Bill Clinton Defends Obama's Economy

CHARLOTTE, N.C. ( TheStreet) -- Bill Clinton on Wednesday erased perceptions that the Democratic Party would largely ignore economic issues as he spent nearly 50 minutes defending President Barack Obama's record.

The former president addressed jobs, manufacturing, auto bailouts, health care, and the national budget in a speech that electrified the overflow crowd at Time Warner Cable Arena in Charlotte.

"The Recovery Act saved and created millions of jobs and cut taxes for 95% of the American people," Clinton said. "In the last 29 months the economy has produced about 4.5 million private sector jobs."

Until Clinton's turn, the majority of speeches delivered at the Democratic convention had focused heavily on social issues.

The former president didn't take long to take a jab at Republicans, who have sustained criticisms against Obama for the unemployment rate hovering above 8% during his tenure.

"Well since 1961, the Republicans have held the White House 28 years, the Democrats 24. In those 52 years, our economy produced 66 million private sector jobs. What's the jobs score? Republicans 24 million, Democrats 42," Clinton said as delegates roared in the arena.

Clinton said in the last 29 months of recovery -- a statistic Democrats often have repeated in this election season -- the manufacturing sector has added 500,000 jobs, which he said was the biggest increase since the 1990s.

The ISM Manufacturing survey released earlier this week showed contraction in the sector for a third straight month, and suggested that global weakness has continued to weigh down manufacturing in the United States.

The auto bailouts, which Democrats have praised in virtually every major prime time speech at their convention, was another crowd-pleasing vehicle in Clinton's speech.

The 42nd president claimed the bailout of General Motors ( GM) and Chrysler saved more than a million jobs, which included employees who worked at the auto giants, the dealerships and the auto parts suppliers.

"That's why even automakers that weren't part of the deal supported it. They needed to save the suppliers too," Clinton said.

Mitt Romney, the Republican nominee, suggested for the government to provide guarantees to any lender that chose to provide debtor-in-possession financing to General Motors and Chrysler.

The government injected some $62 billion into GM and Chrysler. Opponents and Romney have suggested that private debtor-in-possession loans would have been the better route.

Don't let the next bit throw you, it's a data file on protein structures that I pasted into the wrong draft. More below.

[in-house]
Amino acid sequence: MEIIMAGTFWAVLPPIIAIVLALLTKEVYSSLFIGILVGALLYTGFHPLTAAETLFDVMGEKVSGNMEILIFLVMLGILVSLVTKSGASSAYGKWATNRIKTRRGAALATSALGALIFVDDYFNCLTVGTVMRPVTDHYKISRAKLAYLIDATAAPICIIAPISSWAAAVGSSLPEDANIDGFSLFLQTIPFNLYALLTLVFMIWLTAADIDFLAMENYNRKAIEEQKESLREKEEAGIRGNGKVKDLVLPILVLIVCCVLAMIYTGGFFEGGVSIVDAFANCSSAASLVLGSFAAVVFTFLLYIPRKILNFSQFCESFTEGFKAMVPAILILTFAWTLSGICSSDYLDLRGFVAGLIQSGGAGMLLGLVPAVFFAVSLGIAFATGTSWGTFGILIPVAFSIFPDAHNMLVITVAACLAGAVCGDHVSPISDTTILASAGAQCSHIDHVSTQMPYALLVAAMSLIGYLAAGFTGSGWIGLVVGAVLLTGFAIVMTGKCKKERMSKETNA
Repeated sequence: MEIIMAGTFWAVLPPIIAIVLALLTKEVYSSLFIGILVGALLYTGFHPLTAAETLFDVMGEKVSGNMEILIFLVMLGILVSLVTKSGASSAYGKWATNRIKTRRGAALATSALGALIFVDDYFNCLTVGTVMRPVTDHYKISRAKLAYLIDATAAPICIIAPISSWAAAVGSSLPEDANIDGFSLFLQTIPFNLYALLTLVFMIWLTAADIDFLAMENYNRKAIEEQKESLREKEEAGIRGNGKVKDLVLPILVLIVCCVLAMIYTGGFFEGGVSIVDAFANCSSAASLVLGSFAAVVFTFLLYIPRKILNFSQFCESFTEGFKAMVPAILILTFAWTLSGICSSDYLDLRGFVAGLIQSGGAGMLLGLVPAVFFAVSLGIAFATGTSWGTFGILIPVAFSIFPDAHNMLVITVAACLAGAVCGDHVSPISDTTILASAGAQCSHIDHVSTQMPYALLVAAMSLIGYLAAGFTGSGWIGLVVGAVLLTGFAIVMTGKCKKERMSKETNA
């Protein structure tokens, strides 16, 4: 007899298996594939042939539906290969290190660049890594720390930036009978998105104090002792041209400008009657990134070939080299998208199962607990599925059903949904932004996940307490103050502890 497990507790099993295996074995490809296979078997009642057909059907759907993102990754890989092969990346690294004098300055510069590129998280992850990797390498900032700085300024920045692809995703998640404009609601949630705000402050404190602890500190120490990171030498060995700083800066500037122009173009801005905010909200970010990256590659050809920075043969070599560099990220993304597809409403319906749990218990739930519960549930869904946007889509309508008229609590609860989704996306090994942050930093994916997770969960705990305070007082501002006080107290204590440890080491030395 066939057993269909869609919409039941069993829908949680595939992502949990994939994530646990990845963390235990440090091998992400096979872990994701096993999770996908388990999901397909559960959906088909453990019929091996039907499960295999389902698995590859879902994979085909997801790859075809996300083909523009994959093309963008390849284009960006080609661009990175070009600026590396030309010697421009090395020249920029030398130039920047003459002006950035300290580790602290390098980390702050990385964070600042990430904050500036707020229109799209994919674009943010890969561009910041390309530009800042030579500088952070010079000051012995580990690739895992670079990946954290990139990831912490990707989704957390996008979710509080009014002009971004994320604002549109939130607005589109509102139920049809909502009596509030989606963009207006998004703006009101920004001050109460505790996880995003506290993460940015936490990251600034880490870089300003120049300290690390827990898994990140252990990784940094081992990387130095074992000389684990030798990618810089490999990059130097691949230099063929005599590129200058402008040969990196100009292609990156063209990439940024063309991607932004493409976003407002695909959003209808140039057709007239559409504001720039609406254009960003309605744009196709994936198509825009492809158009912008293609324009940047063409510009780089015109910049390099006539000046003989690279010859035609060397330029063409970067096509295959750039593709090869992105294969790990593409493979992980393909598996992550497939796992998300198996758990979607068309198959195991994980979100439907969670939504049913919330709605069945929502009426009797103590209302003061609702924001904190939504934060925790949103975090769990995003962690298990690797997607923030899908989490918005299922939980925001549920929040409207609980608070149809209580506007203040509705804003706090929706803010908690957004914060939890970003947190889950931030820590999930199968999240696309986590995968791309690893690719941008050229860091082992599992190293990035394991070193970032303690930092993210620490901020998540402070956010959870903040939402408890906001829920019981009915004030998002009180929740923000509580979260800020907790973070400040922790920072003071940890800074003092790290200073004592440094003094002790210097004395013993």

Data provided by Dealogic showed that all lenders had provided a combined $13.63 billion on 47 DIP deals in 2008. All DIP loans in 2007 and 2008 combined would have accounted for just 39% of the auto bailout money. Analysts have suggested that private banks were too illiquid to restructure a bankruptcy of that size.

Clinton slammed Republicans about Obamacare as he said the GOP's hope to repeal the health care legislation would be wrong and that Romney and vice presidential nominee Paul Ryan have misled voters about the $716 billion they claim Obamacare would take from medicare.

On the national budget, Clinton gathered crowd support as he talked about his own record. Clinton said that he delivered, along with a Republican Congress, four surplus budgets during his presidency.

Though he didn't defend the United States' mounting debt -- GOP officials blasted out emails Tuesday that declared the debt had reached $16 trillion -- he pointed to a lack of bipartisan engagement as blocking the president's ability to do more. He also said the Romney and Ryan plan to reign in the debt didn't add up.

"They'll have to cut so much spending that they'll obliterate the budget ... not to mention cutting investments in roads, bridges, science, technology and medical research," Clinton said.

Clinton finished his speech to the loudest cheers of either of the Republican and Democratic conventions.

The decibel level soared when Clinton turned around, bowed, and greeted Obama, who had walked onto the stage to thank his predecessor with a hug.

-- Written by Joe Deaux in Charlotte, N.C.

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